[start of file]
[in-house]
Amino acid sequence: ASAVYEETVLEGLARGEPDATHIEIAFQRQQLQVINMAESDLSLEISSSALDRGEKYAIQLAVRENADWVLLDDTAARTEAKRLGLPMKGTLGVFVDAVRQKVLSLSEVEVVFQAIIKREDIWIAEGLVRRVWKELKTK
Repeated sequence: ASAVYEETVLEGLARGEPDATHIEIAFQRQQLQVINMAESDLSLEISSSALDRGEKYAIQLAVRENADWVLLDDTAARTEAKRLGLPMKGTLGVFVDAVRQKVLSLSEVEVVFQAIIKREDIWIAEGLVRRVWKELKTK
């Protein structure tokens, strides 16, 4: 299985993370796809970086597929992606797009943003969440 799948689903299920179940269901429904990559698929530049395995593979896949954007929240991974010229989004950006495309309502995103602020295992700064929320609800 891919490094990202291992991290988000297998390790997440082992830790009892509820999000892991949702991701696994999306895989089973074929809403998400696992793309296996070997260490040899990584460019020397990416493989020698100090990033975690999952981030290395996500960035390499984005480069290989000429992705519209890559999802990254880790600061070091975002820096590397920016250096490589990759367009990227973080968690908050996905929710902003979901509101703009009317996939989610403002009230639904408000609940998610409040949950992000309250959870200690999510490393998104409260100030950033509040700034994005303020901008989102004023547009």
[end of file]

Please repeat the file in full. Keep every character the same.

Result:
[in-house]
Amino acid sequence: ASAVYEETVLEGLARGEPDATHIEIAFQRQQLQVINMAESDLSLEISSSALDRGEKYAIQLAVRENADWVLLDDTAARTEAKRLGLPMKGTLGVFVDAVRQKVLSLSEVEVVFQAIIKREDIWIAEGLVRRVWKELKTK
Repeated sequence: ASAVYEETVLEGLARGEPDATHIEIAFQRQQLQVINMAESDLSLEISSSALDRGEKYAIQLAVRENADWVLLDDTAARTEAKRLGLPMKGTLGVFVDAVRQKVLSLSEVEVVFQAIIKREDIWIAEGLVRRVWKELKTK
């Protein structure tokens, strides 16, 4: 299985993370796809970086597929992606797009943003969440 799948689903299920179940269901429904990559698929530049395995593979896949954007929240991974010229989004950006495309309502995103602020295992700064929320609800 891919490094990202291992991290988000297998390790997440082992830790009892509820999000892991949702991701696994999306895989089973074929809403998400696992793309296996070997260490040899990584460019020397990416493989020698100090990033975690999952981030290395996500960035390499984005480069290989000429992705519209890559999802990254880790600061070091975002820096590397920016250096490589990759367009990227973080968690908050996905929710902003979901509101703009009317996939989610403002009230639904408000609940998610409040949950992000309250959870200690999510490393998104409260100030950033509040700034994005303020901008989102004023547009």